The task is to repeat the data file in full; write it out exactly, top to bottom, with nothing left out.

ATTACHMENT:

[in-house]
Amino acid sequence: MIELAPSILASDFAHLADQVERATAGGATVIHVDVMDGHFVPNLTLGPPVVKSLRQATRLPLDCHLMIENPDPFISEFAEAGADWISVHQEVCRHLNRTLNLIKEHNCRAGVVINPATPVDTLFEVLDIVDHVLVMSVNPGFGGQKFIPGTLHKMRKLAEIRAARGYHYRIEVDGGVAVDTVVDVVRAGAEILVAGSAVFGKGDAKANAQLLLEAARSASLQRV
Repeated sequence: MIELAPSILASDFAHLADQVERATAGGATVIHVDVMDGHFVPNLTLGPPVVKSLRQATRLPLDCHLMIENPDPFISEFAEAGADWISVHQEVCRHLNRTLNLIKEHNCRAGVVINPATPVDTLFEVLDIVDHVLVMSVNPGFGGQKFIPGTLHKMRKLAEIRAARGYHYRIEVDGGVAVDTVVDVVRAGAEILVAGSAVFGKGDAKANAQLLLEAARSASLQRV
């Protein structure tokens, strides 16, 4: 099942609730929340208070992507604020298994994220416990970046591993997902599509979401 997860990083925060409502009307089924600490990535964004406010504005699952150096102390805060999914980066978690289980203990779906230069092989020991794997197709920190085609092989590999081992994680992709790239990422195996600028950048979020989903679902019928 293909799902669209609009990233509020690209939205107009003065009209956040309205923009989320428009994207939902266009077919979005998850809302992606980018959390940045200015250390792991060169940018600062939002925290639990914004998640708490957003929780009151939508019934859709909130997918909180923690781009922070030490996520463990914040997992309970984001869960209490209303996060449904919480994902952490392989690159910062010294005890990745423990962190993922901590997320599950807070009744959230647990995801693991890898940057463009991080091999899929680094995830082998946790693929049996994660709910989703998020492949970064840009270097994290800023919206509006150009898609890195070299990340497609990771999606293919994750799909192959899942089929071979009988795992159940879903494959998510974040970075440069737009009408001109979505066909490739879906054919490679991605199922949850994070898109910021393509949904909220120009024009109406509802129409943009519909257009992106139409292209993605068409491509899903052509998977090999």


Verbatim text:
[in-house]
Amino acid sequence: MIELAPSILASDFAHLADQVERATAGGATVIHVDVMDGHFVPNLTLGPPVVKSLRQATRLPLDCHLMIENPDPFISEFAEAGADWISVHQEVCRHLNRTLNLIKEHNCRAGVVINPATPVDTLFEVLDIVDHVLVMSVNPGFGGQKFIPGTLHKMRKLAEIRAARGYHYRIEVDGGVAVDTVVDVVRAGAEILVAGSAVFGKGDAKANAQLLLEAARSASLQRV
Repeated sequence: MIELAPSILASDFAHLADQVERATAGGATVIHVDVMDGHFVPNLTLGPPVVKSLRQATRLPLDCHLMIENPDPFISEFAEAGADWISVHQEVCRHLNRTLNLIKEHNCRAGVVINPATPVDTLFEVLDIVDHVLVMSVNPGFGGQKFIPGTLHKMRKLAEIRAARGYHYRIEVDGGVAVDTVVDVVRAGAEILVAGSAVFGKGDAKANAQLLLEAARSASLQRV
């Protein structure tokens, strides 16, 4: 099942609730929340208070992507604020298994994220416990970046591993997902599509979401 997860990083925060409502009307089924600490990535964004406010504005699952150096102390805060999914980066978690289980203990779906230069092989020991794997197709920190085609092989590999081992994680992709790239990422195996600028950048979020989903679902019928 293909799902669209609009990233509020690209939205107009003065009209956040309205923009989320428009994207939902266009077919979005998850809302992606980018959390940045200015250390792991060169940018600062939002925290639990914004998640708490957003929780009151939508019934859709909130997918909180923690781009922070030490996520463990914040997992309970984001869960209490209303996060449904919480994902952490392989690159910062010294005890990745423990962190993922901590997320599950807070009744959230647990995801693991890898940057463009991080091999899929680094995830082998946790693929049996994660709910989703998020492949970064840009270097994290800023919206509006150009898609890195070299990340497609990771999606293919994750799909192959899942089929071979009988795992159940879903494959998510974040970075440069737009009408001109979505066909490739879906054919490679991605199922949850994070898109910021393509949904909220120009024009109406509802129409943009519909257009992106139409292209993605068409491509899903052509998977090999």